CMJ | 12 Mar 2014 | Perspectives

In 1979, Nobel laureate Francis Crick published a paper discussing progress in neuroscience. Describing the subject as “profoundly mysterious”, he speculated on new methods of investigating the brain, including the ability to inactivate one type of neuron whilst leaving the others “more or less unaltered” [1]. Crick is not alone; for years the mammalian brain has dumbfounded researchers [1,2]. In the human, a hundred billion neuronal parts and myriad connections lead to an interconnected system of a level of unparalleled complexity [3].

CMJ | 10 Jul 2012 | Perspectives

Improving recruitment numbers into psychiatry in the UK is recognised as an important issue in the field. One recent way of tackling the problem has been to set up Psychiatry societies for undergraduates within medical schools. Very little has been published about this ever-growing phenomenon. This article provides personal perspectives from undergraduate and postgraduate levels, taking into account ideas trialled in areas of the UK.

CMJ | 15 Aug 2011 | Perspectives

Ryan Breslin discusses what the third sector can teach us about the management of chronic diseases

CMJ | 25 Feb 2011 | Perspectives

Imagine being reluctant to go anywhere for fear of embarrassment at what your body might do. But your family needs food, so you put on a brave face and go to the shop down the road. You’ve been walking around the supermarket for ten minutes, enjoying browsing the special offers, when it begins: the feeling of warm dampness between your legs, gradually spreading downwards. You glance at the wet patch steadily growing across the front of your jeans. It’s happened again: another outing is ruined. You take off your jacket and tie it round your waist in an attempt to hide what’s going on.

CMJ | 19 Feb 2011 | Perspectives

Dr Geoff Woods, a clinical geneticist splitting his time between the clinic at Addenbrookes and the laboratory in CIMR, answers our questions and talks about what being a clinical geneticist means, the future of the speciality, personalized genomics and his own current research work.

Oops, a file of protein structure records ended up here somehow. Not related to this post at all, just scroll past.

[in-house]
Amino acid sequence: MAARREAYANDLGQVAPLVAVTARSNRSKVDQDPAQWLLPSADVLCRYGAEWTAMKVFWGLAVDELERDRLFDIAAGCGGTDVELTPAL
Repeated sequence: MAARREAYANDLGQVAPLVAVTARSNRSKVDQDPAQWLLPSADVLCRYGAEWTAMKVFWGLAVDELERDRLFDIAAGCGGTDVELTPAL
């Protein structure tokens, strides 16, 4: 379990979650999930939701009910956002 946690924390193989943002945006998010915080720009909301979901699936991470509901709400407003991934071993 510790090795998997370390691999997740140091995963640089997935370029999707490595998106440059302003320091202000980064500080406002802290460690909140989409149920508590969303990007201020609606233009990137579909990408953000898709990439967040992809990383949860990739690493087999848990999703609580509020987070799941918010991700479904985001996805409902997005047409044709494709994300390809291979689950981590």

CMJ | 16 Feb 2011 | Perspectives

Starting Clinical School at a university like Cambridge, where the insides of a hospital are often unfamiliar to medical undergraduates, is a daunting and exciting process. A few months in, I am beginning to wonder if seeing pain and suffering on a daily basis has changed me more than I had imagined it would. Am I beginning to see someone I barely know as an obese smoker rather than a mother or sister? An alcoholic rather than a man in terrible pain? In short, am I becoming more cynical?

CMJ | 15 Jan 2011 | Perspectives

We’ve all been there, all looked at the timetable and seen those two dreaded words filling our Friday afternoon and felt our hearts sink as we resign ourselves to a stultifying 3 hour diatribe on numbers needed to treat and the role of a public health doctor.

CMJ | 29 Sep 2010 | Perspectives

The study of rare diseases is incredibly common in scientific research. Scientists justify this by claiming that understanding these rare conditions can provide insight into common disorders.

However, since funding is limited and must be prioritized, is this really the case? Or are researchers simply stating this on grant applications to obtain funding in order to satisfy their own intellectual interests? In short, what are the arguments for and against the study of rare diseases?

CMJ | 29 Sep 2010 | Perspectives

"General surgeons are not what they used to be many years ago."

This is a phrase I have heard multiple times emanating from nostalgic retired surgeons leading anatomy demonstrations in Cambridge University, always followed by stories of the heroic diversity of operations they performed and how time has changed this; and, albeit anecdotal, it is a perfect illustration of how general surgery has changed over the course of a few generations.

CMJ | 29 Sep 2010 | Perspectives

Imagine a naked 50 year old man. Trust me here.

Do you feel repulsed or curious?
Offended or appreciative?
Embarrassed or inspired?